As a culminating project, we traced each girl’s body and allowed her to decorate to demonstrate how truly unique she is. The girls loved using their creativity to decorate the outlines of their bodies. As the girls shared their work, we discussed how each person’s was different and unique, and we also discussed similarities in the girl’s work.
In conjunction with discussing our similarities and differences the girls also explored their unique features and what they liked best about themselves. We listened to portions of “The Best Part of Me” by Wendy Ewald. After listening to these children share what they enjoyed best about their bodies, the girls were eager to share what they considered their best features. Take a look at each girl considers to be her best feature:
"I like my earrings because I can touch them." - Anika
"My legs because they help me run." - Natalie
"I like my mouth." -Elizabeth
"My shoes." - Aubree
"I like my shoes because I run with mommy and daddy." -Anne Willis
"I like my shoes because it helps me run around." - Lou
"I like my feet because they are blue shoes." - Carina
"My hands are best because they make a house." - McBride
"My feet." - Elle
"My hands and my feet." - Margaret Rose
"My hands because they help me eat breakfast in the car." - Lucy
"I like my hands because they can touch my eyes." - Adhira
Come stop by our classroom to take a peek at the display of the girls' hard work! They love stopping and looking for themselves and their friends on the wall!
We had the best day celebrating Black and Gold Day! We played in Bouncey Houses, ate snow cones, and even had a dance party with Dr. Ring :) Check out the video below of our busy and fun day!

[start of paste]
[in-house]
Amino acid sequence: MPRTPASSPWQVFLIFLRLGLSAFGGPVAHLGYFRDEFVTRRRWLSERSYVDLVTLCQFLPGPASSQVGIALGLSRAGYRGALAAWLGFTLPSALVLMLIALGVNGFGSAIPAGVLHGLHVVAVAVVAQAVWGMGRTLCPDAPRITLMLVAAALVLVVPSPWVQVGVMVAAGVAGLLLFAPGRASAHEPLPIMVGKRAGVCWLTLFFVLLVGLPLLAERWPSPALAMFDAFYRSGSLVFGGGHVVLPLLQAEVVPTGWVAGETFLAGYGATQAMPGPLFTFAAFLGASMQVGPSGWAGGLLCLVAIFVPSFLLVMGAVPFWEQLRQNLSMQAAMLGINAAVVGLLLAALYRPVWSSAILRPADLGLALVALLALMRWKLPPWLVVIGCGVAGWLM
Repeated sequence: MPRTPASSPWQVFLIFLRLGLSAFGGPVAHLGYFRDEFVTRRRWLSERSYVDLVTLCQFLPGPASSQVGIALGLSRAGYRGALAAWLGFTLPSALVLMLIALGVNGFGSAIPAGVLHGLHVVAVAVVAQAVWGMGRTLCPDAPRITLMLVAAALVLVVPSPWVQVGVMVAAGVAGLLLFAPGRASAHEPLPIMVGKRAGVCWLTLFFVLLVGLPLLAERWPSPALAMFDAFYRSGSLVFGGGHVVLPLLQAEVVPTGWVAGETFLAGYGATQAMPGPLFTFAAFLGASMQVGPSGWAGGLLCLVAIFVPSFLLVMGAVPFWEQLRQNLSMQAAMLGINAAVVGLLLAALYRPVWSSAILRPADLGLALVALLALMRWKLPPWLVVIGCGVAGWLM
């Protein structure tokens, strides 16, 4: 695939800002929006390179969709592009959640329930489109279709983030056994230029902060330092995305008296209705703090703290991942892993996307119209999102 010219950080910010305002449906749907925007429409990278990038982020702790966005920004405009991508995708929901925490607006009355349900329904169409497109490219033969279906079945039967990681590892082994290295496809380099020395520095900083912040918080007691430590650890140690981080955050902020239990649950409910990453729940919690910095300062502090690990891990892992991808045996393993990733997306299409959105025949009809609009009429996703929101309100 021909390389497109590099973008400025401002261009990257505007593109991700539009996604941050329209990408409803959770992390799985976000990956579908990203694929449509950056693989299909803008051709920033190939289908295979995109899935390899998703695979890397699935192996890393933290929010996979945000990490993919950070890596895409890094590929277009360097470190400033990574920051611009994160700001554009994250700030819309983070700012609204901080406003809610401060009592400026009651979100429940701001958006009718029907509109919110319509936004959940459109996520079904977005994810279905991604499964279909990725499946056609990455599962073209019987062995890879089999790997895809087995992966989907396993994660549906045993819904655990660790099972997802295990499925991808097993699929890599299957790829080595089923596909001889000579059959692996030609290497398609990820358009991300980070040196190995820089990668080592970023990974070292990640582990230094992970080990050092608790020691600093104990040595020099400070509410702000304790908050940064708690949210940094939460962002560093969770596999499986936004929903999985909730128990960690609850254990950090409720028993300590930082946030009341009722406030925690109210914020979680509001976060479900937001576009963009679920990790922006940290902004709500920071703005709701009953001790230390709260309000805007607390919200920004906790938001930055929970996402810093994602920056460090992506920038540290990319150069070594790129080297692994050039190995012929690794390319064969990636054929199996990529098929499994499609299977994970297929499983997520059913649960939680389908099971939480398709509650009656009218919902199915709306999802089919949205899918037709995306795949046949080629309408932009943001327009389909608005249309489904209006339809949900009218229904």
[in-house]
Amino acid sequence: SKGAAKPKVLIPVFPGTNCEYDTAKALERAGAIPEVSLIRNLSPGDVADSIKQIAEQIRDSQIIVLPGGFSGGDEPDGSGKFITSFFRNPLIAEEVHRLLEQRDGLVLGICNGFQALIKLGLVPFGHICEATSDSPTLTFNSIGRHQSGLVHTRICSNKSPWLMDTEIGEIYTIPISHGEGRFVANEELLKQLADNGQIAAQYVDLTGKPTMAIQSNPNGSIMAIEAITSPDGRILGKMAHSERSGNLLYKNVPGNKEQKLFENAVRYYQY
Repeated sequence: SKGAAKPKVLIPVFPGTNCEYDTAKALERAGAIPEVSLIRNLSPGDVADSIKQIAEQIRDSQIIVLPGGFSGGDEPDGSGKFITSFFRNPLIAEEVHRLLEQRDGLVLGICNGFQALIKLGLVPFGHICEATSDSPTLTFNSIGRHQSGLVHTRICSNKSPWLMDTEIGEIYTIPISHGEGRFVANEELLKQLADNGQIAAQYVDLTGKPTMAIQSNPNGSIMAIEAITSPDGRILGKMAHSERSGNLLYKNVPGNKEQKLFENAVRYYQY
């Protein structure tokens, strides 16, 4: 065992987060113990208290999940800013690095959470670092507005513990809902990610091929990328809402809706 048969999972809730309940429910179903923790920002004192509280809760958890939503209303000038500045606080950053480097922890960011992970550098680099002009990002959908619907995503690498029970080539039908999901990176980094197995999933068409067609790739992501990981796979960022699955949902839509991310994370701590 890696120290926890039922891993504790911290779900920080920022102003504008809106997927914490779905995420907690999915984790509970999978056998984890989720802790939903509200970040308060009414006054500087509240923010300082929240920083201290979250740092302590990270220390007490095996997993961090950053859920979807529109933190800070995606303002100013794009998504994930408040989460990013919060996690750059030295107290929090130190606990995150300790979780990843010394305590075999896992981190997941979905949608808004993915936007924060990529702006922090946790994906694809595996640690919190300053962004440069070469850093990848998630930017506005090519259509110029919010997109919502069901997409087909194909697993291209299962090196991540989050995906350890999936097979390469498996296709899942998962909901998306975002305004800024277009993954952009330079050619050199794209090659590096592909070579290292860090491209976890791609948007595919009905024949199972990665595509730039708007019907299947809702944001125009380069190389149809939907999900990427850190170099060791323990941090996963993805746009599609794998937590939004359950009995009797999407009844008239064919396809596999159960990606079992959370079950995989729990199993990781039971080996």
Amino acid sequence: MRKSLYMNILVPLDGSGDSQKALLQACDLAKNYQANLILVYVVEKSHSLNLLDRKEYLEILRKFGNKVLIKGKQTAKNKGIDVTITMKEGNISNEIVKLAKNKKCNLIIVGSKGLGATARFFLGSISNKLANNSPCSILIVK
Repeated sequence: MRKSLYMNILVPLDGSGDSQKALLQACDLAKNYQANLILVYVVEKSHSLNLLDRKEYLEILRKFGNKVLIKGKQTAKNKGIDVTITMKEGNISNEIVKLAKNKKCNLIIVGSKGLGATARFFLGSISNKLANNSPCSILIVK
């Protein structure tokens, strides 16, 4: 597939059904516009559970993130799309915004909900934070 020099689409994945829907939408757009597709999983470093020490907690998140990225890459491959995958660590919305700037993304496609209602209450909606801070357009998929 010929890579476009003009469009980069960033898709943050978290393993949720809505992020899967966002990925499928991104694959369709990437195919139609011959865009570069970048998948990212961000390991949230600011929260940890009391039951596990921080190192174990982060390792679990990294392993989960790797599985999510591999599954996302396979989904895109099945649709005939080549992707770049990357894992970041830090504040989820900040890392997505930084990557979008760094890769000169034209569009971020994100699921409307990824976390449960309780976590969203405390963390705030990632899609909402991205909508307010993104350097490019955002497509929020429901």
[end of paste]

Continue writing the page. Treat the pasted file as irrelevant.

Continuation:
In the Little Hive classroom we are always busy as bees working and playing in a variety of centers. To the average person it may just look like we are playing all day long, but in reality there is a lot of hard work and skills that are developed throughout our play. A plethora of research supports the importance of play based learning in the development of the brain. Hirsh-Pasek et al. conducted a research field study in 2015 in which they identified four ingredients that lead to successful learning. They concluded that the best learning occurs when children are mentally active, engaged in learning and not distracted, socially interactive with their peers or adults, and are making meaningful connections to their own lives. If you think about it, PLAY contains all four of these constructs that help promote successful learning, which is perhaps why play is such an important tool when learning!
The vast majority of what you see in our classroom on a daily basis falls under the category of guided play experiences, guided play continues to let your daughter engage in the joyful aspects of child-directed free play, but adds additional light guidance, direction, and scaffolding from a teacher to ensure progress towards a learning goal. Guided play provides a discovery learning approach that increases student’s knowledge base through a variety of learning opportunities, coupled with meaningful and engaging feedback from teachers. Weisberg et al. (2014) found that guided play is especially important because it helps develop proactive control, an area of the brain’s prefrontal cortex that determines what happens next. In animal studies, researchers have even found that play in the early years leads the brain to be more adaptable in later life especially with social skills and executive functioning skills (Pellis, Pellis, and Himmler 2014). Guided play also helps to develop language and mathematics and spatial skills which are important pre-academic skills as your daughter prepares for reading and higher level math skills. It truly is amazing how important play is!
As you see pictures of your daughter playing around the room, you may think that they are simply engaging in play but in actuality she is growing her brain! A girl that plays with others in the dramatic play center or in the block center is actually working on a variety of social skills such as sharing, turn taking, and working cooperatively. She is also developing key language skills, such a learning to engage in conversational speaking, learning to listen to her peers and formulate an appropriate response, as well as developing her vocabulary. She is also developing key executive functions such as paying attention to the play schema, planning responses, and working on her proactive control in her prefrontal cortex!